The Australian Taxation Office (ATO) has set out an ambitious new corporate plan as part of Commissioner Jordan’s reinvention of the ATO. The plan outlines out the ATO strategies for the next four years, with an emphasis on cultural change, maximising automation and being better connected to the wider community. There is also an emphasis on having a more holistic approach to tax law design, enhancing the way in which data is used, and reshaping the ATO workforce to improve capability, performance and leadership.
The ATO appears to be elevating its administrative role from one that has a major emphasis on compliance and internal processes to one that is more strategic and long term focussed. The ATO’s intent is to be more relevant and valuable to the Australian community, in which it wants to build further trust and respect for the way it will improve the tax and superannuation experience.
The new ATO leadership team is dominated by external appointments largely from professional services firms evidencing a big focus on cultural change. The ATO recognises that the expectation of government and the Australian community has changed, and more will be demanded in the areas of service delivery, reducing red tape and creating a level tax playing field while still performing the traditional and core function of revenue collection.
One of the ATO’s primary goals is to ensure the tax system is easy for people to participate in. The future design of tax and superannuation systems will be focussed on the majority who do the right thing, rather than the few who do not comply voluntarily. This will shift the compliance process more toward open communication. We also expect to see approaches based on risk and transparency; using data to improve decisions, services and compliance. To use the ATO’s words, it is a shift from “protector to facilitator”.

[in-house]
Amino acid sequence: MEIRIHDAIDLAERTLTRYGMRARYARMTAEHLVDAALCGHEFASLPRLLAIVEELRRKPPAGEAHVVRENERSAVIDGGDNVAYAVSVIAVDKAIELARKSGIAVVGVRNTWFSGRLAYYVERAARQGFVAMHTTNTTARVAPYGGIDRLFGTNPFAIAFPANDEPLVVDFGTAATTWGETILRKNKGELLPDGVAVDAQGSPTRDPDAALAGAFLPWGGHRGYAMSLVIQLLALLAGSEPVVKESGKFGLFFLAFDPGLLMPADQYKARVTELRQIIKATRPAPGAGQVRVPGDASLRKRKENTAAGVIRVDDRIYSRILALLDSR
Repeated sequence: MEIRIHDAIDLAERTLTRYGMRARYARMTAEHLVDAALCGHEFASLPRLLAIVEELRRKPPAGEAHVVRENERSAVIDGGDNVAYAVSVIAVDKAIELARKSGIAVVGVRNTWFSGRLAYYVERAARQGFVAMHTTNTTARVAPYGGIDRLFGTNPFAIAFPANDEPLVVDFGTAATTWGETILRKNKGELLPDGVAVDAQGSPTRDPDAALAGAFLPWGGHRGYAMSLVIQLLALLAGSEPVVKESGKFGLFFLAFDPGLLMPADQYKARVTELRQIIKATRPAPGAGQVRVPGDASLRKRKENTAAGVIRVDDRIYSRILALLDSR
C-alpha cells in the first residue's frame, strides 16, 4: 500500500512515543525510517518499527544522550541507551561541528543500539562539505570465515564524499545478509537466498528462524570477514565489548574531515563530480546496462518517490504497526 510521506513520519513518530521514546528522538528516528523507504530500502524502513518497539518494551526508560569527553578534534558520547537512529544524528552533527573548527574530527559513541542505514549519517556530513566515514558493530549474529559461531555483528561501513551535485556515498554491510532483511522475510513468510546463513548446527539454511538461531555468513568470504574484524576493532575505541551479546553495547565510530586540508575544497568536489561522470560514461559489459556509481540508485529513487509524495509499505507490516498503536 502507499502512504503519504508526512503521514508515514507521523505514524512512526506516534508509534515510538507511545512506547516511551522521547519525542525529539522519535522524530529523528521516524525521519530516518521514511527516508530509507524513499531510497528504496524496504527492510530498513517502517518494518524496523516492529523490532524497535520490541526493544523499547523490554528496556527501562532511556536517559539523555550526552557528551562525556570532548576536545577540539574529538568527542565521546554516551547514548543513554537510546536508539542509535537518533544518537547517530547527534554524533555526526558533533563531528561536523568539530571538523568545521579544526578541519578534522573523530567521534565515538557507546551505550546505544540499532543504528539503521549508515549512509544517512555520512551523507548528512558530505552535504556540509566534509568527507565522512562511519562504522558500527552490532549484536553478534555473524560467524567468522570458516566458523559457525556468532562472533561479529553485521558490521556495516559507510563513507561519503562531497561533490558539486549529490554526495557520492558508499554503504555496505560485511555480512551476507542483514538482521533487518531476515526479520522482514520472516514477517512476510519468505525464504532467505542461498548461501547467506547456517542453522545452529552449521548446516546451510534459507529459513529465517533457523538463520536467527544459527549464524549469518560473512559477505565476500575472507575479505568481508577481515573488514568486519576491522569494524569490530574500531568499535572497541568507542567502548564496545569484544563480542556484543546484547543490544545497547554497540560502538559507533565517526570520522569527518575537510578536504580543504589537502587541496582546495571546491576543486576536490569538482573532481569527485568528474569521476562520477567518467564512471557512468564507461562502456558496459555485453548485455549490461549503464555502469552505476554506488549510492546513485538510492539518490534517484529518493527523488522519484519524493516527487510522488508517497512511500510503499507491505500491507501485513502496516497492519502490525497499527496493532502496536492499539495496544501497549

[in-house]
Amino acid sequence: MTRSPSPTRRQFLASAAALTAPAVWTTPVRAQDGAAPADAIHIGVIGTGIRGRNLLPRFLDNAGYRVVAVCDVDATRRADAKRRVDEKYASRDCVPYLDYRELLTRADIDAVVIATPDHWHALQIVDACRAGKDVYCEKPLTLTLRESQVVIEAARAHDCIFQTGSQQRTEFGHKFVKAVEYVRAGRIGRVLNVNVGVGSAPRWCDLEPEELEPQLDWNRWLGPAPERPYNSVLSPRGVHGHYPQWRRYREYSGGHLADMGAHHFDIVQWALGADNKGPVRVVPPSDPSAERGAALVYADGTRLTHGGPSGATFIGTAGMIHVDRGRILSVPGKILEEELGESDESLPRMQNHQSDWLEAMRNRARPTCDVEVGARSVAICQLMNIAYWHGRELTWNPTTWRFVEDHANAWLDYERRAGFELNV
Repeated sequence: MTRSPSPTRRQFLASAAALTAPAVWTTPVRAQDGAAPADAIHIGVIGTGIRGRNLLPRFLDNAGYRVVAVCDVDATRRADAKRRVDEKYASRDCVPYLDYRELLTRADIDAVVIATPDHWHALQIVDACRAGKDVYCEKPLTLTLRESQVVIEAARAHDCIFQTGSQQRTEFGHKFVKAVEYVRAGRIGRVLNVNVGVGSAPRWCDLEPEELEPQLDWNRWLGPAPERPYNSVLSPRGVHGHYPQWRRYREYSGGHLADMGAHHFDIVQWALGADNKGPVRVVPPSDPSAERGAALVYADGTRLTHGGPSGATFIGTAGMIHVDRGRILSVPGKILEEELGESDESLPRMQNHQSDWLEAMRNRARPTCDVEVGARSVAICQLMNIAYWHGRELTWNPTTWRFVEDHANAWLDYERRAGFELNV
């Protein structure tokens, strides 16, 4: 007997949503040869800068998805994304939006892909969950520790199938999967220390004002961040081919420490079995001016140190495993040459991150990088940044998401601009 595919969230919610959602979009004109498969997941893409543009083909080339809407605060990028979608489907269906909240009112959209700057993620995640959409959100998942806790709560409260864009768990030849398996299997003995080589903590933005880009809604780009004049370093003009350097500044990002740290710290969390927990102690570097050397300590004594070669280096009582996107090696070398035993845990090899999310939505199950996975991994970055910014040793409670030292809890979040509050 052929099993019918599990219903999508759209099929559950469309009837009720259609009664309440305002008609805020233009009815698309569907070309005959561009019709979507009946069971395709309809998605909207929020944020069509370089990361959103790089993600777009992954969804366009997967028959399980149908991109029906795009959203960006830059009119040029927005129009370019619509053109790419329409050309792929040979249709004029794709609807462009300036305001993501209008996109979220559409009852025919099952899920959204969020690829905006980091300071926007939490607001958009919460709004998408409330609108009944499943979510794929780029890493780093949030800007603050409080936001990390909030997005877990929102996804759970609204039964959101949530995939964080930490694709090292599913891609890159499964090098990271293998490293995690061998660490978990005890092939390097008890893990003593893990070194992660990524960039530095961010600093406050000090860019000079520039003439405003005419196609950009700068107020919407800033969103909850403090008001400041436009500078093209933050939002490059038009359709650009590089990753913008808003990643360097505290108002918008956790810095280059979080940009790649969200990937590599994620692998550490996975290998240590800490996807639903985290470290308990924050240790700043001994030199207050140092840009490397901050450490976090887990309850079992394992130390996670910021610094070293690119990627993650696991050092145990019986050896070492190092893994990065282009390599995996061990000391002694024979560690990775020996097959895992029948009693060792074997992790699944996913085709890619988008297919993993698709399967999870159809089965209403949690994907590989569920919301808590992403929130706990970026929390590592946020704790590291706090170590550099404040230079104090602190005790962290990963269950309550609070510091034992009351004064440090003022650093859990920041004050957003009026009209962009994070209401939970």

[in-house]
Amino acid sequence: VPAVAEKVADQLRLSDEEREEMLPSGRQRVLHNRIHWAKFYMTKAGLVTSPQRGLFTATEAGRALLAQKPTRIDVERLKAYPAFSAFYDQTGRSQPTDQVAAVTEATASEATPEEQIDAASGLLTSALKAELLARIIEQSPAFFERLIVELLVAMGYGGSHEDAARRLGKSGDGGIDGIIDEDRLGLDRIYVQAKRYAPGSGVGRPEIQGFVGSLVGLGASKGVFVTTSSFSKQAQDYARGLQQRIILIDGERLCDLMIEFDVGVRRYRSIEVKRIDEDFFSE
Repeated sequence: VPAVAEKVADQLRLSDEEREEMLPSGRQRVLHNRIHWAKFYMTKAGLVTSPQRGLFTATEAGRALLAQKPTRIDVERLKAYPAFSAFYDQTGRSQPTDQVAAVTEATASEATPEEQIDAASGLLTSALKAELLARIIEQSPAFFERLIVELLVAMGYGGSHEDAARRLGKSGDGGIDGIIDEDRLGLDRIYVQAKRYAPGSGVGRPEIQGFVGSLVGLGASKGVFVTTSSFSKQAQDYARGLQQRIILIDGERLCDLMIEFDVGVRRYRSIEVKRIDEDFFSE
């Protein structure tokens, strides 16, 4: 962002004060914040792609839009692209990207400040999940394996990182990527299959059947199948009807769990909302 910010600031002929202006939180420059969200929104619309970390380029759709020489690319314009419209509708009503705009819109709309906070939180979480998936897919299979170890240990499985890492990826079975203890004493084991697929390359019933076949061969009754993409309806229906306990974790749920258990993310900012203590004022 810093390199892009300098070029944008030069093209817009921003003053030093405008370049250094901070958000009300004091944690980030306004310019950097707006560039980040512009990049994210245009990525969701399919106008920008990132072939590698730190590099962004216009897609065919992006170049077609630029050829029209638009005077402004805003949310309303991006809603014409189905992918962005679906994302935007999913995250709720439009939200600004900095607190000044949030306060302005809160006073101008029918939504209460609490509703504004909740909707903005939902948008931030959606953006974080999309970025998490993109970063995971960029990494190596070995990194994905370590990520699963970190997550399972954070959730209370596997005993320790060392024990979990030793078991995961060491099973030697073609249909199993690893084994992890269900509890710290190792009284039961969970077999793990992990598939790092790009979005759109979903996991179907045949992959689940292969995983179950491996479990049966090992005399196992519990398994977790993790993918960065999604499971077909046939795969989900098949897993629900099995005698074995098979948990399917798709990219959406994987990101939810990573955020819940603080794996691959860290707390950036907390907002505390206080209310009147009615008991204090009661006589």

To succeed with these goals, the ATO recognises that it must have a greater connection with, and understanding of, the needs and expectations of the community, government and other stakeholders. It has changed the way stakeholder consultation occurs, focussing more on flexibility and responsiveness so that it is consulting with the right people, on the right issues, at the right time.
The ATO also recognises that delivering its ambitious change agenda will require a more professional and productive organisation that is committed to backing its words with action. The change agenda is being led by the new senior leadership team that is charged with developing the vision and building the future workforce.
PwC is engaged at many levels with the ATO, from representing our clients where they seek the ATO view of the law or where the ATO undertakes its own compliance activities, through involvement on consultation committees and processes, and finally to co-designing new processes and approaches. We have started to see many of the changes already take shape and are waiting with anticipation to see how the momentum for change continues to pick up over the coming years. We agree that the ATO needs to be seen as a more respected and trusted organisation that supports government priorities for the good of all Australians.